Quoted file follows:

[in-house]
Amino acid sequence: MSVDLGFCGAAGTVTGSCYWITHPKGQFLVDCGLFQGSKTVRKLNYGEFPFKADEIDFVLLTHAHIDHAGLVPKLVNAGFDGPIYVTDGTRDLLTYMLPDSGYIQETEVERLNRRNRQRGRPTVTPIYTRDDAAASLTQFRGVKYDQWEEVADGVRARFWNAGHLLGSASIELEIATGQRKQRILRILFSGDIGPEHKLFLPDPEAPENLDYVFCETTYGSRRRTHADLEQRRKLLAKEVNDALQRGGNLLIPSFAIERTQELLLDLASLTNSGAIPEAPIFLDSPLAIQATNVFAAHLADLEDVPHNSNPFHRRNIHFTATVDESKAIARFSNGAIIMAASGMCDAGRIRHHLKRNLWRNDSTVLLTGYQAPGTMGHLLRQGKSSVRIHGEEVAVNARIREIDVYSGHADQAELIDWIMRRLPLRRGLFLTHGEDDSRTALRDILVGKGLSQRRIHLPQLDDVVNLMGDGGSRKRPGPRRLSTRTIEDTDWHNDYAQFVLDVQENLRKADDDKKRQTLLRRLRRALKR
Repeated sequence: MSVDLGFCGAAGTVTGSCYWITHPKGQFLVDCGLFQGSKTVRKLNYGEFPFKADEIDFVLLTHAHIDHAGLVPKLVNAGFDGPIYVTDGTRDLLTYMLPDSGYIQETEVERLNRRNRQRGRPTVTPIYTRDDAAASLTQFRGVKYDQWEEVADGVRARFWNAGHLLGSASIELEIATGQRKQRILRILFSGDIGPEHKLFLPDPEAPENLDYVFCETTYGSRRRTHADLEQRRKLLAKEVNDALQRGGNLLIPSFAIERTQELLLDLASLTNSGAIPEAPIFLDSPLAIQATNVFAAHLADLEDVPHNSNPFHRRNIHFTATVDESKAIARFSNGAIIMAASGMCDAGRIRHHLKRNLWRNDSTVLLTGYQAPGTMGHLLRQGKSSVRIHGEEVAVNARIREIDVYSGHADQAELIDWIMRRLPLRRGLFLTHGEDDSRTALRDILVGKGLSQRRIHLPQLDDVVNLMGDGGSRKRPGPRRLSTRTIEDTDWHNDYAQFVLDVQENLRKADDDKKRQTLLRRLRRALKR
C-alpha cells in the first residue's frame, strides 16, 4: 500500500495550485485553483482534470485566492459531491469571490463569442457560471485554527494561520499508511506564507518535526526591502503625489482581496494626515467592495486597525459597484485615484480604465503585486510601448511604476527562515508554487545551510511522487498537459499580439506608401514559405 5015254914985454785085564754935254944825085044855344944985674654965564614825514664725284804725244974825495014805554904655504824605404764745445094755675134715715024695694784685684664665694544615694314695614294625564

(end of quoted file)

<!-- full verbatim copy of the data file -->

[in-house]
Amino acid sequence: MSVDLGFCGAAGTVTGSCYWITHPKGQFLVDCGLFQGSKTVRKLNYGEFPFKADEIDFVLLTHAHIDHAGLVPKLVNAGFDGPIYVTDGTRDLLTYMLPDSGYIQETEVERLNRRNRQRGRPTVTPIYTRDDAAASLTQFRGVKYDQWEEVADGVRARFWNAGHLLGSASIELEIATGQRKQRILRILFSGDIGPEHKLFLPDPEAPENLDYVFCETTYGSRRRTHADLEQRRKLLAKEVNDALQRGGNLLIPSFAIERTQELLLDLASLTNSGAIPEAPIFLDSPLAIQATNVFAAHLADLEDVPHNSNPFHRRNIHFTATVDESKAIARFSNGAIIMAASGMCDAGRIRHHLKRNLWRNDSTVLLTGYQAPGTMGHLLRQGKSSVRIHGEEVAVNARIREIDVYSGHADQAELIDWIMRRLPLRRGLFLTHGEDDSRTALRDILVGKGLSQRRIHLPQLDDVVNLMGDGGSRKRPGPRRLSTRTIEDTDWHNDYAQFVLDVQENLRKADDDKKRQTLLRRLRRALKR
Repeated sequence: MSVDLGFCGAAGTVTGSCYWITHPKGQFLVDCGLFQGSKTVRKLNYGEFPFKADEIDFVLLTHAHIDHAGLVPKLVNAGFDGPIYVTDGTRDLLTYMLPDSGYIQETEVERLNRRNRQRGRPTVTPIYTRDDAAASLTQFRGVKYDQWEEVADGVRARFWNAGHLLGSASIELEIATGQRKQRILRILFSGDIGPEHKLFLPDPEAPENLDYVFCETTYGSRRRTHADLEQRRKLLAKEVNDALQRGGNLLIPSFAIERTQELLLDLASLTNSGAIPEAPIFLDSPLAIQATNVFAAHLADLEDVPHNSNPFHRRNIHFTATVDESKAIARFSNGAIIMAASGMCDAGRIRHHLKRNLWRNDSTVLLTGYQAPGTMGHLLRQGKSSVRIHGEEVAVNARIREIDVYSGHADQAELIDWIMRRLPLRRGLFLTHGEDDSRTALRDILVGKGLSQRRIHLPQLDDVVNLMGDGGSRKRPGPRRLSTRTIEDTDWHNDYAQFVLDVQENLRKADDDKKRQTLLRRLRRALKR
C-alpha cells in the first residue's frame, strides 16, 4: 500500500495550485485553483482534470485566492459531491469571490463569442457560471485554527494561520499508511506564507518535526526591502503625489482581496494626515467592495486597525459597484485615484480604465503585486510601448511604476527562515508554487545551510511522487498537459499580439506608401514559405 5015254914985454785085564754935254944825085044855344944985674654965564614825514664725284804725244974825495014805554904655504824605404764745445094755675134715715024695694784685684664665694544615694314695614294625564